How to Make Doormats From Fisherman's Ropes

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During the heyday of wooden ships, sailors spent much of their leisure time crafting and practicing knot making. Many of the knots they invented are still in use today. Sometimes a sailor would craft a rope mat. Some were very intricate, while others were easy to construct. All were designed, however, to catch dirt and keep it out of the lower deck areas of a ship. An easy to construct rope mat is the Flemish coil. Here's what you will need to make one of your own. You could use it dockside where your boat is kept or make one for the entryway to your home.

Things You'll Need

  • 50 to 75 feet of half-inch laid Dacron rope
  • Flat, clean work surface
  • Whipping cord
  • Scissors or a very sharp rigger's knife
  • Leather sailmaker's palm
  • One or two curved sailmaker's needles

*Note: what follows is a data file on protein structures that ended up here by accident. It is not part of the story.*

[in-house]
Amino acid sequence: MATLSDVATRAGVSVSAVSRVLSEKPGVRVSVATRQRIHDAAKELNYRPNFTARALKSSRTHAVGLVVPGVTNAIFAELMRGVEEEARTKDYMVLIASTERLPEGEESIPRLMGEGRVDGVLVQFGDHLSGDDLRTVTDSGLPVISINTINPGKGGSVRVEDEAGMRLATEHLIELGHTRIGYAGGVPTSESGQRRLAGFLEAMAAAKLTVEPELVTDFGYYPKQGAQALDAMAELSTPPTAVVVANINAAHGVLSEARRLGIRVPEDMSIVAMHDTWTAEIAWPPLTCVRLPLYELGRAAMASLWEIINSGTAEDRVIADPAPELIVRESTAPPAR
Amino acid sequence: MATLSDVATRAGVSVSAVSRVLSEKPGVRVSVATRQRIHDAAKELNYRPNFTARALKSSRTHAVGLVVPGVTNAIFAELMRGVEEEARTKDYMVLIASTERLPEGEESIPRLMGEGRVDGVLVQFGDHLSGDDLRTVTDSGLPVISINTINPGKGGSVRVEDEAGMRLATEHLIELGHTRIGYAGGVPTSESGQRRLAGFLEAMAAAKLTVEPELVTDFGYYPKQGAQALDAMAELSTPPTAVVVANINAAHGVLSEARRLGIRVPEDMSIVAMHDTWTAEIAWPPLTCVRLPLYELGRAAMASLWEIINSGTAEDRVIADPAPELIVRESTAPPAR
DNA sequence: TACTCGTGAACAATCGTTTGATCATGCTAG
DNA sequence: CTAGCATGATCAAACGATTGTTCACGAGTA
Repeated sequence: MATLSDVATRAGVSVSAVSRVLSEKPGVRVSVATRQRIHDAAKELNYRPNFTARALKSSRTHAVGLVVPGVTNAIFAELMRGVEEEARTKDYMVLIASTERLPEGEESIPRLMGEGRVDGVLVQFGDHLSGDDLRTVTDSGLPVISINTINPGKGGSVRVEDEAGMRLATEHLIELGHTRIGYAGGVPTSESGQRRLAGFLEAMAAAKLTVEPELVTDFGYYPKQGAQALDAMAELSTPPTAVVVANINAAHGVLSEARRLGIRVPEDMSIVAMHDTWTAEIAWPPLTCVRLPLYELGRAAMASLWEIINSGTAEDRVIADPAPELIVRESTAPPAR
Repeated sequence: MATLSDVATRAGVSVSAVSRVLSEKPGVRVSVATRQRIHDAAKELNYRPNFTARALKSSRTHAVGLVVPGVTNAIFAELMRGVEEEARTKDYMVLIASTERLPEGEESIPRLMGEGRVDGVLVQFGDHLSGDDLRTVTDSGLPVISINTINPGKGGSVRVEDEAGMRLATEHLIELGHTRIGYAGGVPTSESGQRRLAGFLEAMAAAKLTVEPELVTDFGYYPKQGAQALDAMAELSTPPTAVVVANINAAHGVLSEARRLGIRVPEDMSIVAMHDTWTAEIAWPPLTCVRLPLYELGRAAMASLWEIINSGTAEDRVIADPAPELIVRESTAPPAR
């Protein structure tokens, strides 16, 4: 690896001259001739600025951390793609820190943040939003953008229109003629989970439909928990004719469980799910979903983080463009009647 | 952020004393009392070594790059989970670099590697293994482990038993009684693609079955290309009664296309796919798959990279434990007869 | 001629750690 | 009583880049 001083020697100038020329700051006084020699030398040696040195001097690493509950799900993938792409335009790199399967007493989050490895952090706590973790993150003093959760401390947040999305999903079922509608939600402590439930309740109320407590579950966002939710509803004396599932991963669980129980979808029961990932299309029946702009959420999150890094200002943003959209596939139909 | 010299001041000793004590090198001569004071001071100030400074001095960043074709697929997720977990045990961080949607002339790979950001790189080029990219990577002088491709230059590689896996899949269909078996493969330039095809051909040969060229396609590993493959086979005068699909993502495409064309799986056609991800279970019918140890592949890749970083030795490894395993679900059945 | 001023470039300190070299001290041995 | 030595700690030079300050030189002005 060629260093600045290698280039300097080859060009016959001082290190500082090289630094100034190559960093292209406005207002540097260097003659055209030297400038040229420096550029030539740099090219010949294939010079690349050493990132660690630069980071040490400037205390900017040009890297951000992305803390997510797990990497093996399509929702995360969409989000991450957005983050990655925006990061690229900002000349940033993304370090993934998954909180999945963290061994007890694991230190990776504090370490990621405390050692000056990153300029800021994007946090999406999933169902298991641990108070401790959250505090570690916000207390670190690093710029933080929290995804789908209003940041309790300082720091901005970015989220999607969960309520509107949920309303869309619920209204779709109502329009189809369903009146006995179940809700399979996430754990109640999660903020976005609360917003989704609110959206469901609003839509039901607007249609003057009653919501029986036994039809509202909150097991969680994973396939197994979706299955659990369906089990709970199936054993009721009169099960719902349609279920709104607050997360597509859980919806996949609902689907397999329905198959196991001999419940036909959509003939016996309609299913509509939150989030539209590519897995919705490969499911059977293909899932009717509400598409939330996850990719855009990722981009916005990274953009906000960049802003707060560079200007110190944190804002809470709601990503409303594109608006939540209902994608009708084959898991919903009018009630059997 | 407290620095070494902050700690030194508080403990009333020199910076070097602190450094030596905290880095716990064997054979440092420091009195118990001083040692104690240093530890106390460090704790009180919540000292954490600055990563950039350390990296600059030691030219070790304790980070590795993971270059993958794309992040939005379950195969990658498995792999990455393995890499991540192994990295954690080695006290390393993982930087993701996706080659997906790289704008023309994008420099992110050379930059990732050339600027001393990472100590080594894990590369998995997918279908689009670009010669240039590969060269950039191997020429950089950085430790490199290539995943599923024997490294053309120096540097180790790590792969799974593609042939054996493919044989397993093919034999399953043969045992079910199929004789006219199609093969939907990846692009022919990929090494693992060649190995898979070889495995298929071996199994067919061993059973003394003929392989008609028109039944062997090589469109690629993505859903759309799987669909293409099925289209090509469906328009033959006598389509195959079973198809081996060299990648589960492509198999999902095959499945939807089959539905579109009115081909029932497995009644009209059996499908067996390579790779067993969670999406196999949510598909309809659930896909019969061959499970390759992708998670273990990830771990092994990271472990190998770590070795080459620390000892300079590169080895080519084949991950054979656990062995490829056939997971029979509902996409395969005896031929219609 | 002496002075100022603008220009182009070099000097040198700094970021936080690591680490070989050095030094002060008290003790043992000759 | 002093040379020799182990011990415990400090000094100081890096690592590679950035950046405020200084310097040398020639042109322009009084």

• Beeswax
  • Heavy twisted sailmaker's thread (polyester or nylon)

Laying the Rope

  • Using the whipping cord, whip both ends of the rope to prevent it from unraveling. For added stiffness, wax the whipping cord. Once the whipping is completed, cut off any extra cord and discard it.

  • While working on the flat work surface, coil the rope carefully in concentric circles. If the rope resists lying flat, use a twisting wrist motion to counteract the twist in the rope.

  • Continue adding consecutive turns until the entire rope is tightly coiled. You may opt for a circular or oval-shaped mat.

  • Pull off a length of sailmaker's thread and thread one of the curved needles. Then slip on your sailmaker's palm.

  • Starting at the innermost coil of the mat, begin making a series of overhand stitches to sew the coils together. Make the stitches approximately 1 inch apart.

  • Continue the overhand stitching until you reach the whipped end of the outermost coil.

  • Flip the mat over and repeat Steps 5 and 6. When you reach the outermost coil, your Flemish coil rope mat is finished and ready for use.

Tips & Warnings

  • Your Flemish coil can be dressed up a bit if you use colored line. Laid rope, as opposed to double braid, will be easier to stitch through and slightly less expensive.

References

  • "Good Old Boat" magazine; Rope Mats; Gregg Nestor; November/December 2006
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